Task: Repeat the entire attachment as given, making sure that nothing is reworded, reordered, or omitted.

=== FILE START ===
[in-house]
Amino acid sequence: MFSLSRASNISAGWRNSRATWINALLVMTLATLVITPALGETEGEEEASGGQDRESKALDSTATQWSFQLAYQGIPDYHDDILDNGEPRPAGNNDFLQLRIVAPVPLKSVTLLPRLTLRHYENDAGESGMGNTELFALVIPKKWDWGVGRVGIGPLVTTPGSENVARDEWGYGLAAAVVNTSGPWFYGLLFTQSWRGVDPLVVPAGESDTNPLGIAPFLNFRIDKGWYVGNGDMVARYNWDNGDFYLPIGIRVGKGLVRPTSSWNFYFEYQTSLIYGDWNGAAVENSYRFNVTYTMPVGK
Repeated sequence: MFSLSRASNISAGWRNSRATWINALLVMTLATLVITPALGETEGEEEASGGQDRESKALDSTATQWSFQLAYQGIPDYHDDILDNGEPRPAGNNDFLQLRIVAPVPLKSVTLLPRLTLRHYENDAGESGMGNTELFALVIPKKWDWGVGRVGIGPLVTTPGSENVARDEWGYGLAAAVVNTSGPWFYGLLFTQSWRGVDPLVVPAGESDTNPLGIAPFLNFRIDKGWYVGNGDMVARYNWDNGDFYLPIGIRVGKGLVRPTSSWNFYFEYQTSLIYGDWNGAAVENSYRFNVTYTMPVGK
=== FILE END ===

[in-house]
Amino acid sequence: MFSLSRASNISAGWRNSRATWINALLVMTLATLVITPALGETEGEEEASGGQDRESKALDSTATQWSFQLAYQGIPDYHDDILDNGEPRPAGNNDFLQLRIVAPVPLKSVTLLPRLTLRHYENDAGESGMGNTELFALVIPKKWDWGVGRVGIGPLVTTPGSENVARDEWGYGLAAAVVNTSGPWFYGLLFTQSWRGVDPLVVPAGESDTNPLGIAPFLNFRIDKGWYVGNGDMVARYNWDNGDFYLPIGIRVGKGLVRPTSSWNFYFEYQTSLIYGDWNGAAVENSYRFNVTYTMPVGK
Repeated sequence: MFSLSRASNISAGWRNSRATWINALLVMTLATLVITPALGETEGEEEASGGQDRESKALDSTATQWSFQLAYQGIPDYHDDILDNGEPRPAGNNDFLQLRIVAPVPLKSVTLLPRLTLRHYENDAGESGMGNTELFALVIPKKWDWGVGRVGIGPLVTTPGSENVARDEWGYGLAAAVVNTSGPWFYGLLFTQSWRGVDPLVVPAGESDTNPLGIAPFLNFRIDKGWYVGNGDMVARYNWDNGDFYLPIGIRVGKGLVRPTSSWNFYFEYQTSLIYGDWNGAAVENSYRFNVTYTMPVGK